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The acclaimed actress tells us about returning to her roots in the National Theatre tour of A Taste of Honey.
Hi Jodie. Do you remember when you first encountered Shelagh Delaney’s groundbreaking play, A Taste of Honey?
I do. A friend of mine, Bobby Delaney – no relation – had played Geof before and he gave it to me. I read it and just loved it.
What was it that grabbed your attention about the play?
It spoke to me because my Mum’s side of the family are all from the Manchester area and I just really related to it. When I went for the audition, I just thought “I’m going to do my Nan.” It was her voice; I could just hear it.
What’s the play about?
It’s a working class story, set in Salford. The central plot is about a mother and daughter relationship between Helen and Jo. But as well as that relationship and their struggles, Jo meets a sailor and that’s a big turning point for her. He gives her all the love she craves from her mother. It was very taboo.
The play was written in 1958, and that relationship was taboo because Jimmy is black, but the piece explores other areas that hadn’t been explored much on stage before too. Jo’s friend Geof is gay, and even the depiction of the working class, and working class women in particular, was unusual. Does it still have the same power to shock?
When they first put it on at Theatre Royal Stratford East, the actor who played Geof, Murray Melvin, was told where the exits were because they didn’t know the reaction that the play would get. That’s how taboo it was. Imagine being told that, how to escape!
We have moved on, but I think it’s important to look back on where we’ve come from and recognise how far we’ve come. I think that’s why A Taste of Honey is still very relevant. I think it’s great to celebrate how far we’ve come; sadly we’ve still got a bit further to go.
You’re playing the role of Jo’s mother, Helen, who’s hardened to the world, a single mother and has issues with alcohol. How would you describe her?
In an old review they called her a monster. I don’t think she is. I don’t think she’d ever see herself as a victim either, more a woman of circumstance. I love her grit. I love her brassiness. Her humour is exceptional. There’s so much I love about her, but she’s flawed in many ways too.
You mention her humour, the plot and themes of A Taste of Honey tackle very serious and dramatic issues about class, gender, sexuality and race. Is there light amid the darkness?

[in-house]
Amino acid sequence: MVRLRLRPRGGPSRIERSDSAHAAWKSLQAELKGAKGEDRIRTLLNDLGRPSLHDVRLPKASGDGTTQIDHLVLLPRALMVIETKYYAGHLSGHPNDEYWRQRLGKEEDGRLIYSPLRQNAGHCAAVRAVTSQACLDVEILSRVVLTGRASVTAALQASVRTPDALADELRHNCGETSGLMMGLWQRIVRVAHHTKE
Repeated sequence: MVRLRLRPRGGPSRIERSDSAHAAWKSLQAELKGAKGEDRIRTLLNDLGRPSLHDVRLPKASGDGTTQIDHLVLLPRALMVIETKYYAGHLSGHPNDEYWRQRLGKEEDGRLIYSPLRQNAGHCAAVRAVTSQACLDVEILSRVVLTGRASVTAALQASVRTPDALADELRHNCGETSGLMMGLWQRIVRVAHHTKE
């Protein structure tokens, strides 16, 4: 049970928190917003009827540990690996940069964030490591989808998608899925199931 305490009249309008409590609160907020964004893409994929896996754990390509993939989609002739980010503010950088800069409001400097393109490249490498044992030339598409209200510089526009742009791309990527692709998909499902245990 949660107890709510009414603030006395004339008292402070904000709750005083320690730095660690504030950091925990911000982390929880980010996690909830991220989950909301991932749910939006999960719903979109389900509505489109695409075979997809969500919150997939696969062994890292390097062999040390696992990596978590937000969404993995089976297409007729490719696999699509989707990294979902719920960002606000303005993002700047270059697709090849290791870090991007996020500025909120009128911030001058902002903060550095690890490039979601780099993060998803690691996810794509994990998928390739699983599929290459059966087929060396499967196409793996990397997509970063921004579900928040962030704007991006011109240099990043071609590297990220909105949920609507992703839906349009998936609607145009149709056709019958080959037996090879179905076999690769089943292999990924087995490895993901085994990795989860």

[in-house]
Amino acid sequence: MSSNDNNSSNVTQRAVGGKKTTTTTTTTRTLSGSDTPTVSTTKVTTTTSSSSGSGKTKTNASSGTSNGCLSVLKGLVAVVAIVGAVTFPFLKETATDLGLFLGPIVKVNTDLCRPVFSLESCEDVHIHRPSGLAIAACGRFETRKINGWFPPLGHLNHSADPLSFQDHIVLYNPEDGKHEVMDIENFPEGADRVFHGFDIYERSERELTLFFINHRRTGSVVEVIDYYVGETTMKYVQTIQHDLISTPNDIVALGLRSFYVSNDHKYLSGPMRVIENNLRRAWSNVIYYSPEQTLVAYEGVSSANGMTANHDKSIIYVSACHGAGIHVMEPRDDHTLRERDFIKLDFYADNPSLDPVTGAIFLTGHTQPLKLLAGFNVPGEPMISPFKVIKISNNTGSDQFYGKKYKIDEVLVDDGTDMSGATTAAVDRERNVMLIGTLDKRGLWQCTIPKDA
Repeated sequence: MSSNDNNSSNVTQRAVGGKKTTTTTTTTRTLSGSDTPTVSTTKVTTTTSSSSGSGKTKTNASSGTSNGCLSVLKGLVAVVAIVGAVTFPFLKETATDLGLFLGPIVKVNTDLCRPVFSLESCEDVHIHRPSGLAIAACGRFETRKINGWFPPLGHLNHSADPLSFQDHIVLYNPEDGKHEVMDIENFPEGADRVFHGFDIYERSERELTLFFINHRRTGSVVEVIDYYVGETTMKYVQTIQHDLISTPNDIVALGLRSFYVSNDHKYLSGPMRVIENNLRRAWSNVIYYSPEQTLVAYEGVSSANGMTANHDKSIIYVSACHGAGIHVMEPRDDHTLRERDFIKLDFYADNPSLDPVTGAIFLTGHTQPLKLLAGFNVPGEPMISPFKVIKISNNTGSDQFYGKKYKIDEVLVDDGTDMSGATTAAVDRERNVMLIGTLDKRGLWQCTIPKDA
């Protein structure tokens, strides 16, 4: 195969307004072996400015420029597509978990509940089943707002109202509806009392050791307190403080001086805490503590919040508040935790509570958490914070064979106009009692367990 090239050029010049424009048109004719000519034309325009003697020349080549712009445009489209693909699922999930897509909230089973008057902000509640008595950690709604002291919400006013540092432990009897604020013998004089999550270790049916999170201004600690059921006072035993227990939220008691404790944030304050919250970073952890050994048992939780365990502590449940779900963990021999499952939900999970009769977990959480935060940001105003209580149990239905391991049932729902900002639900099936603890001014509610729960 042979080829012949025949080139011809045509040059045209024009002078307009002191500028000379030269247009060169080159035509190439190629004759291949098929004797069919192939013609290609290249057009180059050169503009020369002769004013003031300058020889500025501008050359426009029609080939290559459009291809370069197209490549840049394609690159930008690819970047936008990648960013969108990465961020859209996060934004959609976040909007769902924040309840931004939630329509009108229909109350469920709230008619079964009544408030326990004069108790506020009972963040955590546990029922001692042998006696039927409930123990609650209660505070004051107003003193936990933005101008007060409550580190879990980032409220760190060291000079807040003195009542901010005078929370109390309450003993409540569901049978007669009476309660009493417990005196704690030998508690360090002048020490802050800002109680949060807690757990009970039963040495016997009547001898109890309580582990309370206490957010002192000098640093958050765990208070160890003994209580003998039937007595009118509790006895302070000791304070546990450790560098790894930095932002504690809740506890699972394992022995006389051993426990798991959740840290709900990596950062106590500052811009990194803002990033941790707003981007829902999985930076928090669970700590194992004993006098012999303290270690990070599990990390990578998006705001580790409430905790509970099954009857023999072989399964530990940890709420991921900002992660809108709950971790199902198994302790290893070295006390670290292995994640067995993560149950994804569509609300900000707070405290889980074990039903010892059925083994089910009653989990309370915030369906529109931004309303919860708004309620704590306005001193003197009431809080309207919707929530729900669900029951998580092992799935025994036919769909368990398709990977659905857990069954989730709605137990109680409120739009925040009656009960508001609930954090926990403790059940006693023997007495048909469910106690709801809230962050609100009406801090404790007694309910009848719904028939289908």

There is. It’s full of that warm northern humour, that even in your darkest days, you make light of it… “My leg’s fell off”…”Don’t worry, you’ve got another one.” The characters may be in the depths of poverty, but they make do and they struggle on. That’s what they all did. They had that fight in them, that “I’m going to get through this.” That’s the great thing about A Taste of Honey – it’s a beautiful funny fight for life. And the language and the rhythm of the script are extraordinary.
It’s amazing to think, isn’t it, that at a time when it was much harder for women and writers from the working class to have plays staged, Shelagh Delaney made such an impact as a teenager?
She was an unknown quantity. She was 19, from a working class family, and also a woman. And she was writing about working class women that existed at that time, but really weren’t heard about. They were meant to be at home with the kids, cooking dinner for when their husbands came home. These wondrous women were just out there and they were a shouting force for all the women in Salford at that time.
The barriers that have been broken down since then have been phenomenal. We have to hold our hands up; we owe it to women like Shelagh. They’re the people we have to tip our hats to because they literally paved the way for us, the women of today.
Why do you think it’s so important that these different voices were heard on stages across the UK then, and continue to be heard today?
In a nation where there’s every kind of colour, creed and human being walking around, everyone should have a voice. I think that should resonate in theatre. Everyone has the right to be heard. Especially stories like this. People coming to watch it don’t know what they’re going to discover. That can really induce people to open their eyes and find something new or consider their opinions. That’s what theatre’s about. That’s why every voice should be heard.
How important, then, is it that the National Theatre is taking this voice to the nation by touring A Taste of Honey?
Very. Not everyone has the opportunity or money to go to London. It’s wonderful that the National takes shows out on the road and lets people see them, because theatre is so important, maybe even more so now that it’s being taken out of school curriculums. And there’s something about live performance that you just can’t compare to sitting in front of the telly. You’re in a room full of people with an elevated atmosphere. That, for me, is why theatre is an experience not to be missed.
How are you feeling about taking A Taste of Honey to Leicester?
I can’t wait to go back to Curve. I love it! I did Calamity Jane there. They’ve got a brilliant audience. They’re lovely and warm. That’s what Nikolai Foster (Artistic director) has created. His Mum’s amazing; she buys everyone chocolates.